About five years ago, news reports indicated that students from Hopewell Valley Regional School District passed AP exams at the highest rate of any high school in New Jersey. While many applauded our district, the Board of Education’s Education Committee, or EdComm, viewed the news with mixed feelings and questions.

Could our sensational AP scores suggest that only top students took AP exams? Perhaps it was an indicator that strict prerequisites or other factors were limiting the larger population of students from an opportunity to take AP coursework. And indeed, further research revealed that only 26 percent of graduating students had taken an AP course.

The board set aggressive targets to expand AP and Honors opportunities to students who were motivated to take more challenging coursework. We were warned that casting a wider net could result in a dip in the pass rate.

After a couple years, the district increased the number of unique students taking APs to 32 percent, or almost a third, with only a slight change in the AP pass rate. And for the last couple years, HVRSD has been named to the College Board National AP Honor Roll for expanding AP access to over half of our students achieving these honors with a 92 percent AP pass rate.

While proud of the accomplishment, EdComm once again proceeded with caution.

It is no secret that students attending competitive, high-performing schools are experiencing record levels of stress. Our objective was to expand AP/Honors course access without significantly increasing student stress levels. The key would be finding the right balance.

Throughout the period that district staff undertook the challenge of increasing AP/Honors access, they were simultaneously implementing our homework policy designed to get a handle on student work outside of school hours. AP coursework presents a unique curricular challenge given that the rigor and quantity of material covered is standardized and set nationally by the College Board. AP classes move at a quick pace and require independent research time. Our homework policy acknowledges and adjusts for increased AP course workload.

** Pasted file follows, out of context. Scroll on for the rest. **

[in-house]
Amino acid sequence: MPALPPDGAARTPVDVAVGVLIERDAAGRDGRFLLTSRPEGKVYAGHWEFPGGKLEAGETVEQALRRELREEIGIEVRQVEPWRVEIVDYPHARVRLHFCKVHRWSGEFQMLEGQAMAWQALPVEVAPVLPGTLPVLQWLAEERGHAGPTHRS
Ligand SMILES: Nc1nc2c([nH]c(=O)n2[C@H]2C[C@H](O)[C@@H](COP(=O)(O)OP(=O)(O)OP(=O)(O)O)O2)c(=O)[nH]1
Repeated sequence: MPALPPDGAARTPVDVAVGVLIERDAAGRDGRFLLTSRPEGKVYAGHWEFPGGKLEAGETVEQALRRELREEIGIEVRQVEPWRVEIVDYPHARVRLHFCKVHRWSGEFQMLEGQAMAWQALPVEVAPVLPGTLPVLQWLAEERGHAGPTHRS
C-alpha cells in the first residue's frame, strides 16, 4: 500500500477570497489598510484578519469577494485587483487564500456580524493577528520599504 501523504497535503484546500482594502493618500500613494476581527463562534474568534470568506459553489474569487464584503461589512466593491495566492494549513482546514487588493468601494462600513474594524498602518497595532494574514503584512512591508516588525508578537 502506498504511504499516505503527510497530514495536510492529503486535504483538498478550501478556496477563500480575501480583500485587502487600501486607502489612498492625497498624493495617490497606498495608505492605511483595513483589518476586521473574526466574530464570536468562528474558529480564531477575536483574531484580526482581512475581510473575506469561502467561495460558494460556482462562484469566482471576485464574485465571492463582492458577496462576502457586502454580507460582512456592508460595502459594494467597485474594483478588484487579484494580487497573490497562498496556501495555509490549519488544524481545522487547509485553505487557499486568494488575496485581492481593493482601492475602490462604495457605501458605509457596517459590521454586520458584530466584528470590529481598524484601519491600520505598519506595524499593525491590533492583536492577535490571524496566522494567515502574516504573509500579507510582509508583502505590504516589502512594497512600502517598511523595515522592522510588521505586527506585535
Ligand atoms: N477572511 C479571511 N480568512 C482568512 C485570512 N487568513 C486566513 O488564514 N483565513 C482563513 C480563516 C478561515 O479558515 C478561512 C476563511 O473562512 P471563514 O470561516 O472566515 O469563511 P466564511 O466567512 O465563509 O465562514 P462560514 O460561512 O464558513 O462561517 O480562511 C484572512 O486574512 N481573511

EdComm wrestled with the possibility that simultaneously expanding access to high-level courses that often require increased workloads, while also implementing procedures to get homework under control, might present a mixed message. We concluded that a thoughtful implementation of both initiatives would offer the best of both worlds.

We believe it sends the wrong message to restrict AP/Honors access for fear of increased workload stress. Rather, we offer as many student opportunities as possible while guiding families to prioritize interests.

District opportunities go beyond a wide array of AP choices. We are one of the few remaining comprehensive high schools offering curricula that promote exploration in every discipline. Examples include auto shop, home maintenance, marketing, engineering, world language, service learning, visual and performing arts. Our co-curricular choices are equally vast, and include not only top ranked athletic teams and awarding winning performing arts, but also service oriented clubs and selections for any interest imaginable including Student Council, debate, ping pong, sign language, Model UN, environmental clubs, global connections and even boat building.

With such an overwhelming number of alternatives to consider, we support students pacing themselves and choosing quality over quantity. That advice is especially true for AP course selection.

We often found that parents reporting excessive time spent on homework were the same families opting to enroll students in five or six AP courses. We recommend narrowing AP class selection based on passion for the subject matter.

Underscoring the efforts of our administrators and staff, the measurable results bear out the strategy.

For each of the last 5 years, the number of unique students taking an AP course has increased at a furious pace, while the total number of AP tests taken has increased at a modest pace.

From 2015-16 to 2016-17, we experienced a 20 percent increase in the number of students taking one or two AP courses and a 7 percent decrease in the number taking three to six.

Our conclusion is that record numbers of students take AP coursework while self-moderating the total number undertaken. Homework survey responses indicate improved comfort with workload and life balance.

High school graduation rates remain high, with 92 percent of students continuing on to college. Our university matriculation rivals most public and private area schools.

Enjoy your summer break and use it to recharge. We are mindful that students are easing into their AP summer work in preparation for the upcoming school year and look forward to seeing everyone next month.

Lisa Wolff is president of the Hopewell Valley Regional School District Board of Education.